Deputy saves drowning kids in dark pond; the dad is arrested

23 Sep 2015 | Author: | No comments yet »

‘I Just Killed Both of My Daughters': Dad Makes Frantic 911 Call After Allegedly Trying to Drown Kids in North Carolina Lake.

DURHAM, N.C. – A North Carolina sheriff’s deputy says he heard wailing in the darkness and plunged into an apartment complex’s pond at night to rescue two young girls who, police say, had been thrown there to drown by their father.I started to go get help with, but instead they turned their back on me, the whole system and tried to take my kids [crying inaudible]… y’all take this and y’all left me.An off-duty North Carolina Durham County Sheriff’s Deputy, David Earp, is being hailed as a hero for his quick response to a bizarre incident that occurred at about 9 p.m. — The North Carolina man accused of trying to drown his two young daughters initially told residents of an apartment complex he believed his 7-year-old son had been kidnapped and needed help finding him.

Raleigh native Alan Tysheen Eugene Lassiter, 29, has been charged with three counts of attempted murder and is being held in jail on $2.25 million, Durham Police spokesman Willie Glenn tells PEOPLE. Sunday to report some kind of trouble. “I heard something about children, that they might possibly be in trouble,” Earp said in an interview Tuesday with The Associated Press. “And after I was informed that there were kids involved, instinct took over just to go out there and rescue them.” Earp, who lives around the corner from the pond, spotted the girls in the dark with his flashlight and saw a 5-year-old floating and crying.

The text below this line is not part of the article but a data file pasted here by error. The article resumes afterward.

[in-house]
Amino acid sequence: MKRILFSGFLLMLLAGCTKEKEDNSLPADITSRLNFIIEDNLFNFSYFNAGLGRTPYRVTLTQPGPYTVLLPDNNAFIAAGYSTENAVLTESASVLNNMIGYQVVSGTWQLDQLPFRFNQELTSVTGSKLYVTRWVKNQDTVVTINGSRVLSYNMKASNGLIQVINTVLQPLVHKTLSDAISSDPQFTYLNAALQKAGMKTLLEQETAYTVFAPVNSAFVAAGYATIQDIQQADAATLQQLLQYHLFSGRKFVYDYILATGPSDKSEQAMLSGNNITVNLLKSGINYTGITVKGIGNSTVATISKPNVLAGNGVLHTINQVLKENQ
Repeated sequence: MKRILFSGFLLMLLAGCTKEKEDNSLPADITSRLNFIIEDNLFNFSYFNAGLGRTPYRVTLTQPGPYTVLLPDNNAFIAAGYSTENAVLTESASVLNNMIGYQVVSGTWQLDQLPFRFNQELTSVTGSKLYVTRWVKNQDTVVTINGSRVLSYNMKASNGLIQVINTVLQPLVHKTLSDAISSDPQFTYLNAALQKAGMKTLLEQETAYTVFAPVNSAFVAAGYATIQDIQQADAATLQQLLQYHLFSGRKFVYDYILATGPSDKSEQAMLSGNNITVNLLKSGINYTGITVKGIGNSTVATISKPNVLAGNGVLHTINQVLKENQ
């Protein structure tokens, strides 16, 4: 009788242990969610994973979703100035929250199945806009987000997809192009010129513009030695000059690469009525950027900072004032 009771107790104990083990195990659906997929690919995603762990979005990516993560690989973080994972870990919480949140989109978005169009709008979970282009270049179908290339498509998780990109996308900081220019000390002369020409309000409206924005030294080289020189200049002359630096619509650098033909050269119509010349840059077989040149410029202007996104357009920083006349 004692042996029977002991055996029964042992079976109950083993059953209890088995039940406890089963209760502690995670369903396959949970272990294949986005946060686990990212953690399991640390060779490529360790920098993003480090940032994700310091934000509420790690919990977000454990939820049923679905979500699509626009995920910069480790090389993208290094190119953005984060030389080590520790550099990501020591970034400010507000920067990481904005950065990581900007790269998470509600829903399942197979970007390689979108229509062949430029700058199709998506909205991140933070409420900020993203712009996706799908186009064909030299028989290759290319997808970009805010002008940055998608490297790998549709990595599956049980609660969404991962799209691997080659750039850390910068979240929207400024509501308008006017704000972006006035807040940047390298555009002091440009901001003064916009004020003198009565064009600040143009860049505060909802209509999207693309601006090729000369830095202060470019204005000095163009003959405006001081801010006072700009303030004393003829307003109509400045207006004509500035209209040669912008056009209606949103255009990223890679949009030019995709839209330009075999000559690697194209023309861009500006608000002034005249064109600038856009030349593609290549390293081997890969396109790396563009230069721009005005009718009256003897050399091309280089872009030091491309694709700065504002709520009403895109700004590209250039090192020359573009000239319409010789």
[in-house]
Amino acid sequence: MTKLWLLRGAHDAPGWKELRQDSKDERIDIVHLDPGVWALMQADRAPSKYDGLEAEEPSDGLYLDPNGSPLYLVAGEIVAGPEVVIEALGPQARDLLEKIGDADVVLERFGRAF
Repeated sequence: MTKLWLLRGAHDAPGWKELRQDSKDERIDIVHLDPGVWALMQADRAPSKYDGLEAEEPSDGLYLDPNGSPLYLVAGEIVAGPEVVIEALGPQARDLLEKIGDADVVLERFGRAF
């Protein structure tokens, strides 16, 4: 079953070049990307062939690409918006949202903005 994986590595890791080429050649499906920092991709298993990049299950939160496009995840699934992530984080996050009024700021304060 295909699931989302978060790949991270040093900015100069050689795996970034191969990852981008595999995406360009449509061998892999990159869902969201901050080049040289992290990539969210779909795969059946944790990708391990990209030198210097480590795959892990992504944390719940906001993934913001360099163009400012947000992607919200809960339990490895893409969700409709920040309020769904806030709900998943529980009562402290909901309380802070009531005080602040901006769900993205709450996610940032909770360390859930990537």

Glenn says Durham’s dispatch center received a 911 call from an emotional Lassiter on Sunday evening, in which the suspect claimed, “I just killed both of my daughters.” In the 911 call, which was provided to PEOPLE, Lassiter sobbed and sounded disoriented. Earp and the resident then ran down to the pond and found three-year-old and five-year-old girls with their hands bound with shoelaces, close to drowning in darkness. Their seven-year-old brother was also thrown in the water, but was able to free himself and attempt to seek help. “One kid [was] above water, crying,” Deputy Earp stated, “And then I saw another one who was completely submerged in water.

Lassiter, who alternates between expletive-laden rage and distraught sobs throughout the call, blames officials for trying to take away his children as he dealt with a personal problem. So, I dropped some of my equipment and I immediately just ran into the water and grabbed both of them.” Earp stated that he performed CPR on the three-year-old for a “good 15 to 20 minutes” until more officers and paramedics could arrive. The 5-year veteran of the sheriff’s department said he and the arriving officers from the Durham police department performed cardio-pulmonary resuscitation on the 3-year-old for about 15 minutes until medical help arrived. As the deputy retrieved the girls, Lassiter was standing nearby smoking a cigarette, then became distraught, saying “what have I done?” and started crying, Scott said.

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